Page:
Friday, February 27, 2009
Four times slaughtering a dead horse
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I've found people will simply not believe positive stories, even positive facts about bank income statements at this point in time, yet negative statements, say "the whole of the American banking system is insolvent" are deemed credulous with no evidence provided.
Maybe the feedback is a contrarian purchase signal?
Keep at it. Your analysis is spot on. People are getting so hooked on bad news that they view positive outlooks as disenfranchisement.
John, if you feel that the maimed horse just has entirely too much life in it, it could be useful to break out a few bank balance sheets to show the components of recurrent income from its different operations over time.
If they saw how the losses in the dragging components of the company (trading, derivatives, etc.) would still be significantly covered by the rising revenues in regular lending if given the necessary time.
You could roughly simulate 8-12Qs of a balance sheet without too much trouble I would think. If not, I'm not a bank analyst, but I am a fiscal policy analyst ;) and would be interested to give it a whack. However, I don't think I'd have the time to do this for another week (traveling). But, you could even produce an incidence of simulations, run through them and see what the results are.
Sure, resurrection will come at one point. When? Not clear. Which the legal entities will be that rise after Armageddon, we do not know. At least, I do not.
We are at the junction of finance and politics. The outcome will depend on both. Get the politics wrong, and your financial assessment is meaningless.
There will be huge profits to be made over time, for sure. But to me, there are still to many unknowns.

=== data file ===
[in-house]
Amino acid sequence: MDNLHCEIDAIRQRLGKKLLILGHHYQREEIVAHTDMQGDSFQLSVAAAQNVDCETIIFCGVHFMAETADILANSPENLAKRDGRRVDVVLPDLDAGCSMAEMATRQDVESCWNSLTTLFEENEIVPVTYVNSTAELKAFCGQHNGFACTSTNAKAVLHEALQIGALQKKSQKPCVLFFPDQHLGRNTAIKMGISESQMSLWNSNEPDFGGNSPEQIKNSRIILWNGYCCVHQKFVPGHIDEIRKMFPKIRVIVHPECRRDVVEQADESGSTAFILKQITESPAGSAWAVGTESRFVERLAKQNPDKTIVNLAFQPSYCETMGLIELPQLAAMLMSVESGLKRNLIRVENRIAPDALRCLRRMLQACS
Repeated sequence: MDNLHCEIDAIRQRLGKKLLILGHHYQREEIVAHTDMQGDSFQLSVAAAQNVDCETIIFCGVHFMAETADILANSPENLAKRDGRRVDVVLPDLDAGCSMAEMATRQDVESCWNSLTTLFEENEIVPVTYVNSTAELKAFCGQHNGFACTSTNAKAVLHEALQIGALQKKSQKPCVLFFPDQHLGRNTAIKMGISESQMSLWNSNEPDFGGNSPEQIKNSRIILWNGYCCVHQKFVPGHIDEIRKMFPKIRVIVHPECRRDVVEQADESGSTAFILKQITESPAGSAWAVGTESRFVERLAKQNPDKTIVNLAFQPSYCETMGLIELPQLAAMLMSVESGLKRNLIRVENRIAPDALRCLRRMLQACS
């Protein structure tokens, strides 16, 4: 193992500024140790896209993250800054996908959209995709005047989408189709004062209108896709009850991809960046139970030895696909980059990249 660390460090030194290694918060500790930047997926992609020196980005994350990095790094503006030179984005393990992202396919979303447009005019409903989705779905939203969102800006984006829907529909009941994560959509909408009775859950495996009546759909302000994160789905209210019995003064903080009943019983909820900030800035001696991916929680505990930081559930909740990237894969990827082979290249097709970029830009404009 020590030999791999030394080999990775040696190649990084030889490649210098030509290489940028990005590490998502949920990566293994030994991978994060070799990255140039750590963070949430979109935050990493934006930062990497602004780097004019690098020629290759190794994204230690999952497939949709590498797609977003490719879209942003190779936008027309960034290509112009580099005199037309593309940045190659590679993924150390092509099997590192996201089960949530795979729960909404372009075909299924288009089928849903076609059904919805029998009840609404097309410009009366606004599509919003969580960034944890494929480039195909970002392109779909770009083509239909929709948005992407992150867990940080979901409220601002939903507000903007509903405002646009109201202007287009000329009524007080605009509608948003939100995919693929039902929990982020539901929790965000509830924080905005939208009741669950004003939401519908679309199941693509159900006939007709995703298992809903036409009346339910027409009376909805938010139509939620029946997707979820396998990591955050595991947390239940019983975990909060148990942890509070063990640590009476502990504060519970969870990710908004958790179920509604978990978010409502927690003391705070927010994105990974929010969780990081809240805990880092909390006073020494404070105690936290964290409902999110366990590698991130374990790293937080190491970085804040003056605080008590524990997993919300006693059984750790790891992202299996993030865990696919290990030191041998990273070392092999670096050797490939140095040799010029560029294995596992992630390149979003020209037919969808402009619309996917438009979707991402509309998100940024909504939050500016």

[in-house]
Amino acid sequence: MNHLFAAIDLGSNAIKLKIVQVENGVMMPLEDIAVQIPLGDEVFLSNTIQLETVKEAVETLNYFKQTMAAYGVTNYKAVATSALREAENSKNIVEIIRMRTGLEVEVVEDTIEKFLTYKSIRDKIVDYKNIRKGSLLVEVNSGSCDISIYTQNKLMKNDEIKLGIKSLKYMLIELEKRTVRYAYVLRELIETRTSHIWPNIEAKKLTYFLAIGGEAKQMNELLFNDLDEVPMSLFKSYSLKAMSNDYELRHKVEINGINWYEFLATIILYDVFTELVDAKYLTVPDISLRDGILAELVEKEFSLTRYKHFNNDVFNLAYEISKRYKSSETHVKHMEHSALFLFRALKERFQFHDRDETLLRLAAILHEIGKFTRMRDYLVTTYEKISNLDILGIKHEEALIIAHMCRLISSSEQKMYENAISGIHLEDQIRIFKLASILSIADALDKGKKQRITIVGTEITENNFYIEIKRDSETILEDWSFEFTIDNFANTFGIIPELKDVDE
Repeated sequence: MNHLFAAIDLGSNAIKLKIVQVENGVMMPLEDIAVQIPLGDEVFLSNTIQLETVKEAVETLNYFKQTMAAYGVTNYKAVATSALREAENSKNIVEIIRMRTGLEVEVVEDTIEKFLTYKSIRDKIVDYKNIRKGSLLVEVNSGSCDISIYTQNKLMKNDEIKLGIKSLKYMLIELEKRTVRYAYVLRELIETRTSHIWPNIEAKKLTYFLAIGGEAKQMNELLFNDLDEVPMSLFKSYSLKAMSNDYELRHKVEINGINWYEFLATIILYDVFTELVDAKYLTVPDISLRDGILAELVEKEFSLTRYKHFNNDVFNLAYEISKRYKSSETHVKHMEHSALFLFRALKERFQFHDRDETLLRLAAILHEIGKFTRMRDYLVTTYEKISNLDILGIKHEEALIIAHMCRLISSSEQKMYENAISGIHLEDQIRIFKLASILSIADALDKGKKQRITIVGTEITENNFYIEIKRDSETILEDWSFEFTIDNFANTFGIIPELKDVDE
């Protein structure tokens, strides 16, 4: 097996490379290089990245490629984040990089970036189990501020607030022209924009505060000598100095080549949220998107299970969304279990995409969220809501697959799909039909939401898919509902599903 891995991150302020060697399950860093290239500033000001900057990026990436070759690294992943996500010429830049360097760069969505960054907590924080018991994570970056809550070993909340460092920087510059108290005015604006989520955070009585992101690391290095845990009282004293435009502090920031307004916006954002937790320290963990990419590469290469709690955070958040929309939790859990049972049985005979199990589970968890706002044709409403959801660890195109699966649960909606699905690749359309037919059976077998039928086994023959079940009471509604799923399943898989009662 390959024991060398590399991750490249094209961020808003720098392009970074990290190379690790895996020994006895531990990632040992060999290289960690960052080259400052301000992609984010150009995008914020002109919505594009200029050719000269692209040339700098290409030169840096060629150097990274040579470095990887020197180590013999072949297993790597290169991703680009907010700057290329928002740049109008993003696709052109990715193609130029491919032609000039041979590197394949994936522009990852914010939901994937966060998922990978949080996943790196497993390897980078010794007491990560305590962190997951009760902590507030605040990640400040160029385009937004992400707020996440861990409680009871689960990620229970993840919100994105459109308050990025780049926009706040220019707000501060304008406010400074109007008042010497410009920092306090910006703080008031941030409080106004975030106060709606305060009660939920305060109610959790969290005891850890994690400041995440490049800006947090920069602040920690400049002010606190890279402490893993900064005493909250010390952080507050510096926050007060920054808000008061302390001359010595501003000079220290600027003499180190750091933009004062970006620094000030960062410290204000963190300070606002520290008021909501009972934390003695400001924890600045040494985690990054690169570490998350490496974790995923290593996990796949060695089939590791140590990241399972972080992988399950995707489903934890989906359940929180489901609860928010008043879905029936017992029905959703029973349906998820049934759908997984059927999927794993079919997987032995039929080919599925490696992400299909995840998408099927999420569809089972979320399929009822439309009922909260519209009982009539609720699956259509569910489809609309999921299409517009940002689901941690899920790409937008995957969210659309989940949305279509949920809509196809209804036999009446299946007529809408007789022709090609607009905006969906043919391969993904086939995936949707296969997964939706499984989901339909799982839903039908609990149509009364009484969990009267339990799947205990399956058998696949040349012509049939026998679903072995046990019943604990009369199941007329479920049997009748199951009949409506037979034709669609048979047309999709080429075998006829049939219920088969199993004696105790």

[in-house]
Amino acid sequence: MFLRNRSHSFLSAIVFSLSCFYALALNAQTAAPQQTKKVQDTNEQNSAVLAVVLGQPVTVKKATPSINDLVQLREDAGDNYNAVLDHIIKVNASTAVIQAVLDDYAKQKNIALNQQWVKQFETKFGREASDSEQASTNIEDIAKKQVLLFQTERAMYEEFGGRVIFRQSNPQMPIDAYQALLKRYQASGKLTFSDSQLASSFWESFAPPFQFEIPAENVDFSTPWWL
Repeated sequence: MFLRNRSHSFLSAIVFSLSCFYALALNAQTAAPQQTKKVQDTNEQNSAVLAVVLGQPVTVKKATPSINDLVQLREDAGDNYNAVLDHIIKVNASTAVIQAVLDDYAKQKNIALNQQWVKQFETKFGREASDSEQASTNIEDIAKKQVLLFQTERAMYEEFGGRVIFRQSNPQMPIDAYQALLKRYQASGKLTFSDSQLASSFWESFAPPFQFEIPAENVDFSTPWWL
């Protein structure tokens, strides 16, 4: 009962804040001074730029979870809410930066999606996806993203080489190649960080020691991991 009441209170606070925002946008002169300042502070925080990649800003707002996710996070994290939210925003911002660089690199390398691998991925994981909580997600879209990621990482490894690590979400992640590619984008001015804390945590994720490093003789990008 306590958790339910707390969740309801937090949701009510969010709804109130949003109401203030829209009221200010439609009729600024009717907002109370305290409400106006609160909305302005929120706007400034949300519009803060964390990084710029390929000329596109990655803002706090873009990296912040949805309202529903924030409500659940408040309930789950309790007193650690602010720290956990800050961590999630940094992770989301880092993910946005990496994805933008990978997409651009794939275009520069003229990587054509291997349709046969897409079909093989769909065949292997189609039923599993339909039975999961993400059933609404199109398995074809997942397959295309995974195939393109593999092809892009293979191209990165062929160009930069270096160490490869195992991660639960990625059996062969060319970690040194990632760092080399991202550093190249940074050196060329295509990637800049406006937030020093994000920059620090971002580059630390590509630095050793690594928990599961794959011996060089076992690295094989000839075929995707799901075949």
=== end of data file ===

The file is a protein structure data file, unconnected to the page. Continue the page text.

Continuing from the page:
It is true that in times when lending is constricted, margins improve. I hate using this phrase but is it different this time?? Here are some of my issues which I hope you can address:
1. Everyone is becoming a bank, that can't be good for deposit pricing as it makes it more competitive. Look at what GMAC is offering.
2. Administration is trying to push mortgage rates to 4.5%. Again hurting margins. I know mortgages aren't the only category out there and banks can also chase yield by going to the secondary market at the expense of economic growth.
3. FDIC just released their 4Q banking profile and stated margins are at a 20 year low of 3.34%.
I think your increase in NII is only happening at large, perceived to be quality banks.
Nobody believed the negative stories before the crisis whatever the merits. Now nobody believes the positive stories. Par for the course.
if you really want to see something interesting, go look at Fannie's 4Q report.
the media is focused on the headline loss, but the reality is that revenue exploded in 2H 08. The NIM widened substantially and g-fees went through the roof.
2yrs ago, cash revenue (nim+g fee) was running at an $11B annual rate. in 2H 08, it was running at a $20B annual rate. and rising. cash operating expenses are about $3B per year. so they have $17B of pre-tax pre provision income to deal with the problems.